Now Don has put some of his impressions of Australia and Sydney in fictional form, at the same time honoring Michael Wilding. Don’s short story, "The Voice on the Verandah," which depicts a scholar not unlike Don visiting a Sydney literary conference in the mid-1990s, appears in a 2004 festschrift: Running Wild: Essays, Fiction and Memoirs Presented to Michael Wilding, published by the Sydney Association for Studies in Society and Culture. Don's story has also been published in Best Stories Under the Sun, a volume edited by Michael Wilding and David Myers for Central Queensland Univ. Press (2004).
Reciprocating this Australian literary hospitality, Don is associated with a Texas-centered volume, Lone Star Literature: From the Red River to the Rio Grande (W.W. Norton, 2003), which is dedicated to Michael Wilding and another Australian writer, Lyndy Abraham.
In collaboration with Mark Darby and the Australian-American Fulbright Commission, the Clark Center will host a June 27-29, 2005 pre-departure briefing about Australia for 16 secondary and post-secondary educators from across the U.S. who will travel to Australia for a Fulbright Seminar during July. The educators will spend three days at the Center in Austin and then depart directly for Sydney and Canberra. The Center's briefing will consist of presentations by scholars affiliated with the Center about Australia's history and politics, its education system, and Australia-U.S. relations, as well as get-acquainted dinners and social events.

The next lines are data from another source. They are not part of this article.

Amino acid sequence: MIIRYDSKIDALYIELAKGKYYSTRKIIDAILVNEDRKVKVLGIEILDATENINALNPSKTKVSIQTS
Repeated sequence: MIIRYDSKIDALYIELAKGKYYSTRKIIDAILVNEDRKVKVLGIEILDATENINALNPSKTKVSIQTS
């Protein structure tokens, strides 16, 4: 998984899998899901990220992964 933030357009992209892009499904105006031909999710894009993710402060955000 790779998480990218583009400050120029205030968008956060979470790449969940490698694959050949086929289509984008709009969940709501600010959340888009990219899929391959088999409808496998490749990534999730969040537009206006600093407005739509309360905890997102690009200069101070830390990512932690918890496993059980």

Professor Roy Mersky, Director of the Tarlton Law Library and the Jamail Center for Legal Research at UT, spent the bulk of summer 2004 in Australia. His trip was supported in part by the Clark Center. Professor Mersky traveled to Darwin to participate in the Australasian Law Teachers Association. He also visited several members of the judiciary and academic law communities around the country, and he met with the U. S. Ambassador, Thomas Shieffer at the Embassy in Canberra. The Queensland Supreme Court Librarian, Aladin Rahemtula, hosted Prof. Mersky in Brisbane and introduced him to many members of The Court and honored him at a Court ceremony. Prof. Merksy also accepted an invitation to write a foreword for the latest volume in a series of biographies of Australian Supreme Court Justices, which was published in November 2004.
Professor Jane Maxwell, a faculty member in UT's School of Social Work, has recently completed a Fulbright Research Fellowship at the Centre for Accident Research and Road Safety, which is located at Queensland University of Technology. Working with Professor Jeremy Davey at the Centre, Professor Maxwell studied drug use by long-distance truck drivers in Queensland. She also attended a conference on Alcohol and Other Drugs held in Fremantle, W.A. Passing through Canberra in early November, Jane watched the US election returns at the US Embassy and reports that "it was interesting, to say the least" to be with Australians watching President Bush's re-election.
Detailed information about accommodations and a Conference registration form will be posted in the near future n the Association’s web site, www.utexas.edu/depts/cas/anzsana/
Recent Visitors to the Center
Kerry Bothwell, New Zealand Embassy
Kathleen Kelly, Honorary Consul for New Zealand
John Wood, New Zealand Ambassador to the U.S.
Brendon O'Connor, Griffith University
YACKER Is published in the fall & spring by The Edward A. Clark Center for Australian & New Zealand Studies,
Harry Ransom Center 3.362
The University of Texas, Austin, TX 78713-7219
Telephone: 512/471-9607 Fax : 512/471-8869 email: email@example.com